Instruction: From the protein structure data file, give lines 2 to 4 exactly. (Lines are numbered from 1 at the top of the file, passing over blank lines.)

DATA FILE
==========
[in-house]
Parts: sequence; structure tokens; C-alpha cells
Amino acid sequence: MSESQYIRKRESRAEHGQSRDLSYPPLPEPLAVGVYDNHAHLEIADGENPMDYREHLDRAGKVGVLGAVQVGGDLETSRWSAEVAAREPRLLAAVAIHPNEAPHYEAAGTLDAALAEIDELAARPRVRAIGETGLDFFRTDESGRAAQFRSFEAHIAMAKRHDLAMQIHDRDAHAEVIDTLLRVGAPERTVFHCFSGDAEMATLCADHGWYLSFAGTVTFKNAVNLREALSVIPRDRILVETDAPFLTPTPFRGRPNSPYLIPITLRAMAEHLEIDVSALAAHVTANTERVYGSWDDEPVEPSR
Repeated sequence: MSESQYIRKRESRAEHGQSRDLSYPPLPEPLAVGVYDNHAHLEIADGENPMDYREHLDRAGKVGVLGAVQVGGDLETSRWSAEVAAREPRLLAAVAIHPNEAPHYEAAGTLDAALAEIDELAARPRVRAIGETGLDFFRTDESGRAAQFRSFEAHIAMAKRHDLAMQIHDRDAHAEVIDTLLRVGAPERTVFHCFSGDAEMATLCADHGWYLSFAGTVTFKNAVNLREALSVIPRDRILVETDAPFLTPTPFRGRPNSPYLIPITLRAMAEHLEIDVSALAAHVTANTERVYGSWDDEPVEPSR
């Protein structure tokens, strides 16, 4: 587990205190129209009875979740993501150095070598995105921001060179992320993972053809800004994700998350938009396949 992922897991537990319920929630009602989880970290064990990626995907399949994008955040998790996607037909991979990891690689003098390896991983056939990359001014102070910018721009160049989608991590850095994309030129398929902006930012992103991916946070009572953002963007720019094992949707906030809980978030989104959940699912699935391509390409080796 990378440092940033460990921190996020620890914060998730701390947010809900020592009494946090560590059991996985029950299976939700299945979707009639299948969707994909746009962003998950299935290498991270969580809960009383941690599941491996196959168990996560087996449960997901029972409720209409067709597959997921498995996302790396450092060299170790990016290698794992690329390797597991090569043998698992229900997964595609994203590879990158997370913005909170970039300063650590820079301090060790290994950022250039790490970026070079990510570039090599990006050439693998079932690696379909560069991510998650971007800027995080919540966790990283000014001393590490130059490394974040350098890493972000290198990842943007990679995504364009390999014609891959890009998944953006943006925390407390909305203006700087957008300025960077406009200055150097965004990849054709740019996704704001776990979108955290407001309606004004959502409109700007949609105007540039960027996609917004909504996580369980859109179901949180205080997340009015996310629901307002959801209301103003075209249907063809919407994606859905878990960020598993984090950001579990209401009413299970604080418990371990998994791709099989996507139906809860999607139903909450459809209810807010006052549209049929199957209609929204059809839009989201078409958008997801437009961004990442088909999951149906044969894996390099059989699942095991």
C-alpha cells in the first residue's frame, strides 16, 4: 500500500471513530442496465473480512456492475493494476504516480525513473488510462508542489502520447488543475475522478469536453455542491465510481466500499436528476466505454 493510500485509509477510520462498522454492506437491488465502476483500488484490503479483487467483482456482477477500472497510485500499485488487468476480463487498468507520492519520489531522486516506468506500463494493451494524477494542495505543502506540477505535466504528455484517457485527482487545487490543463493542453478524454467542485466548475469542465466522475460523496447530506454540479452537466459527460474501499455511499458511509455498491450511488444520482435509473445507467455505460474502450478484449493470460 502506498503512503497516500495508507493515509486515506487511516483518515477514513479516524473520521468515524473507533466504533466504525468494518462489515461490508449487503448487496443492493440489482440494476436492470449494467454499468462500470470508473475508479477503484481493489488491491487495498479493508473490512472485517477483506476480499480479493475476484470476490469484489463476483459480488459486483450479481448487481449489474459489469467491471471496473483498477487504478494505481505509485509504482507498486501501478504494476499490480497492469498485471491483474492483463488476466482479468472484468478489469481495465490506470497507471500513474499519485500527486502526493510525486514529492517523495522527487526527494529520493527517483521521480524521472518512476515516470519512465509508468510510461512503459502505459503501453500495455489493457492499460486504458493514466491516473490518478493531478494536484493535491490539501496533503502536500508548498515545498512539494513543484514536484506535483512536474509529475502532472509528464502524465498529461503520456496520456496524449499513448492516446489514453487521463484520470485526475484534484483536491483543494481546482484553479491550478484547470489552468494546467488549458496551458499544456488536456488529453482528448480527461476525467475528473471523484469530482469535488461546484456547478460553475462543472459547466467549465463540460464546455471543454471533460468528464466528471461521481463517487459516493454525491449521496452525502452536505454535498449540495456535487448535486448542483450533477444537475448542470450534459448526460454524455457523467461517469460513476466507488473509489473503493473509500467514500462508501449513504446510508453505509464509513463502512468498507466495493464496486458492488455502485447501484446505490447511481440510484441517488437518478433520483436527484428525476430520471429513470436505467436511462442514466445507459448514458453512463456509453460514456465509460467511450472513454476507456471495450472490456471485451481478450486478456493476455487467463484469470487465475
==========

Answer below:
Parts: sequence; structure tokens; C-alpha cells
Amino acid sequence: MSESQYIRKRESRAEHGQSRDLSYPPLPEPLAVGVYDNHAHLEIADGENPMDYREHLDRAGKVGVLGAVQVGGDLETSRWSAEVAAREPRLLAAVAIHPNEAPHYEAAGTLDAALAEIDELAARPRVRAIGETGLDFFRTDESGRAAQFRSFEAHIAMAKRHDLAMQIHDRDAHAEVIDTLLRVGAPERTVFHCFSGDAEMATLCADHGWYLSFAGTVTFKNAVNLREALSVIPRDRILVETDAPFLTPTPFRGRPNSPYLIPITLRAMAEHLEIDVSALAAHVTANTERVYGSWDDEPVEPSR
Repeated sequence: MSESQYIRKRESRAEHGQSRDLSYPPLPEPLAVGVYDNHAHLEIADGENPMDYREHLDRAGKVGVLGAVQVGGDLETSRWSAEVAAREPRLLAAVAIHPNEAPHYEAAGTLDAALAEIDELAARPRVRAIGETGLDFFRTDESGRAAQFRSFEAHIAMAKRHDLAMQIHDRDAHAEVIDTLLRVGAPERTVFHCFSGDAEMATLCADHGWYLSFAGTVTFKNAVNLREALSVIPRDRILVETDAPFLTPTPFRGRPNSPYLIPITLRAMAEHLEIDVSALAAHVTANTERVYGSWDDEPVEPSR